Tips for working with dough

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PA Baker

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I somehow got on the mailing list for the Land O' Lakes newsletter and this month they had a couple interesting tips from readers. I've used the heating pad tip before but never thought of chilling my counter before rolling out dough! Here they are:

Not your ordinary kitchen utensils
"Before rolling out dough for cookies or pies, I pre-chill my countertop with re-usable frozen ice packs. Just place some on the countertop for about 20 minutes and your dough will not stick -- I still use a small amount of flour on the rolling pin and countertop." -- Jean

"When I am in a hurry I put my dough for bread, rolls or pizza on a heating pad set on low to speed up the rising process. It works great!" -- Liz
 

choclatechef

Washing Up
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If you use a marble pastry surface, pre-chilling is not necessary. Marble stays cool.
 

Audeo

Head Chef
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I'm with choclatechef regarding the marble board. I do love mine. However, for those without one, this is a really neat trick! What a great idea!
 

PA Baker

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I envy you! :D A marble surface is on the wish list of my "someday" kitchen. Until then, I'll give the freezer packs a try!
 

buckytom

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can't you buy a piece of polished marble to act as a "cutting", or maybe i should say, a rolling board?
 

Audeo

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PA, I inherited a 4-foot by 2-foot slab from my great grandmother. How it has survived this long is a testament to how well she was revered and feared in my family! It sincerely takes four people to lift the thing onto the countertop or, more realistic, to remove the darned thing so that I can clean from time to time. Funny how that usually doesn't occur unless I'm irritated with someone in the family.... :twisted:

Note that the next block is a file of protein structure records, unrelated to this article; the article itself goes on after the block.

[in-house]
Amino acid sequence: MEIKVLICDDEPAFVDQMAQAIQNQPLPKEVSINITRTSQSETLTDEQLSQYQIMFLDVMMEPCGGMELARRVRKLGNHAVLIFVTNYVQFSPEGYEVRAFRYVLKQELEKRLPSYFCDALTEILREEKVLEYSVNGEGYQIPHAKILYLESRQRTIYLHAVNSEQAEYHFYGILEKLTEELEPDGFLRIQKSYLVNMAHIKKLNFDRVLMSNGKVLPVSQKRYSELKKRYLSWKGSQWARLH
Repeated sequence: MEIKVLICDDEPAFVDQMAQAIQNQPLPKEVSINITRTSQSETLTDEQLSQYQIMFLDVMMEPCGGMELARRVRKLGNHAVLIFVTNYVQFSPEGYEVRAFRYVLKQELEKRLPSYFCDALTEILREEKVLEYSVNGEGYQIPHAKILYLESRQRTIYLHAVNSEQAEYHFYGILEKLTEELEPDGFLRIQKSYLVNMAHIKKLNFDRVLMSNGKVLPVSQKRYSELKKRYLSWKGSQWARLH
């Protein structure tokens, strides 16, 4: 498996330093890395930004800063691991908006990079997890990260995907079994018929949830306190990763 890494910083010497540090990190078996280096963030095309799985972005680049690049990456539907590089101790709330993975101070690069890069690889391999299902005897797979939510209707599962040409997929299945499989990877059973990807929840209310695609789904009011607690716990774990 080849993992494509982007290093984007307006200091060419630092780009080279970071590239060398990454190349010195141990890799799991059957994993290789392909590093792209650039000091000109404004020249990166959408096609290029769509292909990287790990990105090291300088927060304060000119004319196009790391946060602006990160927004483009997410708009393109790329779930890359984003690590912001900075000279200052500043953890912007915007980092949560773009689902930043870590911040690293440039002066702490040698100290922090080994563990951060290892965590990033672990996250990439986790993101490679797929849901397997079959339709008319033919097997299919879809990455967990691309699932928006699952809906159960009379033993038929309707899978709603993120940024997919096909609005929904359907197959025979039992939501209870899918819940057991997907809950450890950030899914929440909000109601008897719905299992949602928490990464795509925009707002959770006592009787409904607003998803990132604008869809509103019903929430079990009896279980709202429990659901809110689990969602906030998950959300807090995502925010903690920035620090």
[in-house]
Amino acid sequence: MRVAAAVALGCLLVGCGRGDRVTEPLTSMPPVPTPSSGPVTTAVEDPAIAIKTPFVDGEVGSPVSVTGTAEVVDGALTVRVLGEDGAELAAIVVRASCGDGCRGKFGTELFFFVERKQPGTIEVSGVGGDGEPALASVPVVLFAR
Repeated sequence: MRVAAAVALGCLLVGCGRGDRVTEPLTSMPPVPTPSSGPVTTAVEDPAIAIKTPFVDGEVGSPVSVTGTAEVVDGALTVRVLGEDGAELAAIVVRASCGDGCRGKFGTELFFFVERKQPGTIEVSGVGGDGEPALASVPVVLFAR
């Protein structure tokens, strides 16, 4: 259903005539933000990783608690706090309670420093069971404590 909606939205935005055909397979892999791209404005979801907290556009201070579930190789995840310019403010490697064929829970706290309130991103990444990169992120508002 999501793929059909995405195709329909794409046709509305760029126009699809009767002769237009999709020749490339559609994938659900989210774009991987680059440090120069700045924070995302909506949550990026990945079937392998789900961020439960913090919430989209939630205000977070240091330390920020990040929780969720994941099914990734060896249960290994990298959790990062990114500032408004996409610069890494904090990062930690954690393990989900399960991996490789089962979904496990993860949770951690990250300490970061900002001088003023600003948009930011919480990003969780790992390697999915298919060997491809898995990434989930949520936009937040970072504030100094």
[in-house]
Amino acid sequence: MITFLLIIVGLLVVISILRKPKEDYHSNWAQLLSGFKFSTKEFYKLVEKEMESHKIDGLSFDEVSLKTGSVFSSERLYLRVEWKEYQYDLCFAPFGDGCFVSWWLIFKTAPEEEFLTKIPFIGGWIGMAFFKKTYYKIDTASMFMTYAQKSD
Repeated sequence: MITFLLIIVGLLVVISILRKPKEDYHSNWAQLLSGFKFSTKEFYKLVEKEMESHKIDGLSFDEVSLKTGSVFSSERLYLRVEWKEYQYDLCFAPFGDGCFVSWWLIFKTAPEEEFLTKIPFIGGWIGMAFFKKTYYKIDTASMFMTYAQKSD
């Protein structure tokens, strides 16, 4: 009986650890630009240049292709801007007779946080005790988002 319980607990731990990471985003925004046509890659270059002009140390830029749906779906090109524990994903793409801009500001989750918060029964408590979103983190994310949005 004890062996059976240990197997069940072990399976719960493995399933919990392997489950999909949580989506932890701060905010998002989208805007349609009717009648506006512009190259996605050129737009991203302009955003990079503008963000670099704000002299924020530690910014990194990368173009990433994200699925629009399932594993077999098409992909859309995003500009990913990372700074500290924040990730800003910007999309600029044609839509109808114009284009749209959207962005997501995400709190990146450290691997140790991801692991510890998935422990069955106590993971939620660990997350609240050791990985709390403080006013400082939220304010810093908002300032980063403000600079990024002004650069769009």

And bucky, the marble really needs to be at least half an inch thick, IMO, to offer the characteristics mentioned here. Mine is about an inch and a half in thickness, and takes a couple of batches of fudge to warm up sufficiently to offer any control of crystalization there, so I end up doing the opposite of this method (heating with heating pads on low) before candymaking. It sure works great for pastry on the fly, though!
 

choclatechef

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If it helps anybody, I found my 3 by 5 foot marble slab in a thrift shop. It is about 1 1/4 thick.

They were selling a marble topped dinette table and chairs. I bought it from them for $125, and gave the chairs and table base away. Placed on a low cabinet, it is a great surface -- large enough for even me to have plenty of room.

I could not have afforded a huge piece of marble new.
 

Psiguyy

Sous Chef
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Aug 24, 2004
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Chilled surfaces don't work so good in humid areas with lousy or no air conditioning.
 

WayneT

Washing Up
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Sep 23, 2004
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Australia
buckytom said:
can't you buy a piece of polished marble to act as a "cutting", or maybe i should say, a rolling board?

Bucky, it would have to be round or else it wouldn't roll. If not round It would have to be called a "no go" board.
 

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